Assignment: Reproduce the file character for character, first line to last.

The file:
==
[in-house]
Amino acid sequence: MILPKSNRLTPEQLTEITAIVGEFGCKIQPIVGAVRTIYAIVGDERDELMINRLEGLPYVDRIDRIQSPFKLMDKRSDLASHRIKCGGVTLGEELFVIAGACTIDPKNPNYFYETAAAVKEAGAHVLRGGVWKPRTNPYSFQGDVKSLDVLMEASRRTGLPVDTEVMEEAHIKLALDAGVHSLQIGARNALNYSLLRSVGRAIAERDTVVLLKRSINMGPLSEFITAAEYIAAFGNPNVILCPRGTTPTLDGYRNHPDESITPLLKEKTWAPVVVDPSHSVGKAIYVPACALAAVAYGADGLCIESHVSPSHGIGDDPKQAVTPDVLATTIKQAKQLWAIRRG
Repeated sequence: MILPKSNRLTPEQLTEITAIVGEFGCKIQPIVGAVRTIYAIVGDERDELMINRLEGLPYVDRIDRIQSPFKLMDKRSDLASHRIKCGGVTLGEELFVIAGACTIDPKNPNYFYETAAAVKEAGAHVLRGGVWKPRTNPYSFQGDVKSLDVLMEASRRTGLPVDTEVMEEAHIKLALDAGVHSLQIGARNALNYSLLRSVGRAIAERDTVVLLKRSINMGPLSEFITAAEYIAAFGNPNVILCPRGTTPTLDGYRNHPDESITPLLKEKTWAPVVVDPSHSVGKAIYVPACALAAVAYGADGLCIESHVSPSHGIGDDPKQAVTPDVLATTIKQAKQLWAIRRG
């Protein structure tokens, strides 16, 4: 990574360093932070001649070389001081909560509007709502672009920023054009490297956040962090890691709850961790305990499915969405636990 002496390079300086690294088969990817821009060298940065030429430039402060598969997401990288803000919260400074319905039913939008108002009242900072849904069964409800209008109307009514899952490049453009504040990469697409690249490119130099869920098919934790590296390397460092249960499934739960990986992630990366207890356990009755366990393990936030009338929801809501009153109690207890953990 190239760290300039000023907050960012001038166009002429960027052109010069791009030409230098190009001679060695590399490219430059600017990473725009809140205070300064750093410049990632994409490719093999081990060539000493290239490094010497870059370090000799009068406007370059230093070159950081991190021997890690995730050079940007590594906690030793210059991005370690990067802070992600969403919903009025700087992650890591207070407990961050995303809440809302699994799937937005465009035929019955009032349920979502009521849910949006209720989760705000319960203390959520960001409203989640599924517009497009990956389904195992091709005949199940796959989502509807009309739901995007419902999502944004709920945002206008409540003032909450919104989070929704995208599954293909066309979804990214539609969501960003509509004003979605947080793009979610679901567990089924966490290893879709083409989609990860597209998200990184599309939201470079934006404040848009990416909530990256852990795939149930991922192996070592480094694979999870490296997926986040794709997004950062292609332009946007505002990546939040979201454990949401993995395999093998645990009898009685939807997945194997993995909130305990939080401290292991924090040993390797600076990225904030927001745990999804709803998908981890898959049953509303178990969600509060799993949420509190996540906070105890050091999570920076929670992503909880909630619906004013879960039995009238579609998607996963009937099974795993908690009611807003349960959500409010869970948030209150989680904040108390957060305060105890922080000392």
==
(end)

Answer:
[in-house]
Amino acid sequence: MILPKSNRLTPEQLTEITAIVGEFGCKIQPIVGAVRTIYAIVGDERDELMINRLEGLPYVDRIDRIQSPFKLMDKRSDLASHRIKCGGVTLGEELFVIAGACTIDPKNPNYFYETAAAVKEAGAHVLRGGVWKPRTNPYSFQGDVKSLDVLMEASRRTGLPVDTEVMEEAHIKLALDAGVHSLQIGARNALNYSLLRSVGRAIAERDTVVLLKRSINMGPLSEFITAAEYIAAFGNPNVILCPRGTTPTLDGYRNHPDESITPLLKEKTWAPVVVDPSHSVGKAIYVPACALAAVAYGADGLCIESHVSPSHGIGDDPKQAVTPDVLATTIKQAKQLWAIRRG
Repeated sequence: MILPKSNRLTPEQLTEITAIVGEFGCKIQPIVGAVRTIYAIVGDERDELMINRLEGLPYVDRIDRIQSPFKLMDKRSDLASHRIKCGGVTLGEELFVIAGACTIDPKNPNYFYETAAAVKEAGAHVLRGGVWKPRTNPYSFQGDVKSLDVLMEASRRTGLPVDTEVMEEAHIKLALDAGVHSLQIGARNALNYSLLRSVGRAIAERDTVVLLKRSINMGPLSEFITAAEYIAAFGNPNVILCPRGTTPTLDGYRNHPDESITPLLKEKTWAPVVVDPSHSVGKAIYVPACALAAVAYGADGLCIESHVSPSHGIGDDPKQAVTPDVLATTIKQAKQLWAIRRG
């Protein structure tokens, strides 16, 4: 990574360093932070001649070389001081909560509007709502672009920023054009490297956040962090890691709850961790305990499915969405636990 002496390079300086690294088969990817821009060298940065030429430039402060598969997401990288803000919260400074319905039913939008108002009242900072849904069964409800209008109307009514899952490049453009504040990469697409690249490119130099869920098919934790590296390397460092249960499934739960990986992630990366207890356990009755366990393990936030009338929801809501009153109690207890953990 190239760290300039000023907050960012001038166009002429960027052109010069791009030409230098190009001679060695590399490219430059600017990473725009809140205070300064750093410049990632994409490719093999081990060539000493290239490094010497870059370090000799009068406007370059230093070159950081991190021997890690995730050079940007590594906690030793210059991005370690990067802070992600969403919903009025700087992650890591207070407990961050995303809440809302699994799937937005465009035929019955009032349920979502009521849910949006209720989760705000319960203390959520960001409203989640599924517009497009990956389904195992091709005949199940796959989502509807009309739901995007419902999502944004709920945002206008409540003032909450919104989070929704995208599954293909066309979804990214539609969501960003509509004003979605947080793009979610679901567990089924966490290893879709083409989609990860597209998200990184599309939201470079934006404040848009990416909530990256852990795939149930991922192996070592480094694979999870490296997926986040794709997004950062292609332009946007505002990546939040979201454990949401993995395999093998645990009898009685939807997945194997993995909130305990939080401290292991924090040993390797600076990225904030927001745990999804709803998908981890898959049953509303178990969600509060799993949420509190996540906070105890050091999570920076929670992503909880909630619906004013879960039995009238579609998607996963009937099974795993908690009611807003349960959500409010869970948030209150989680904040108390957060305060105890922080000392």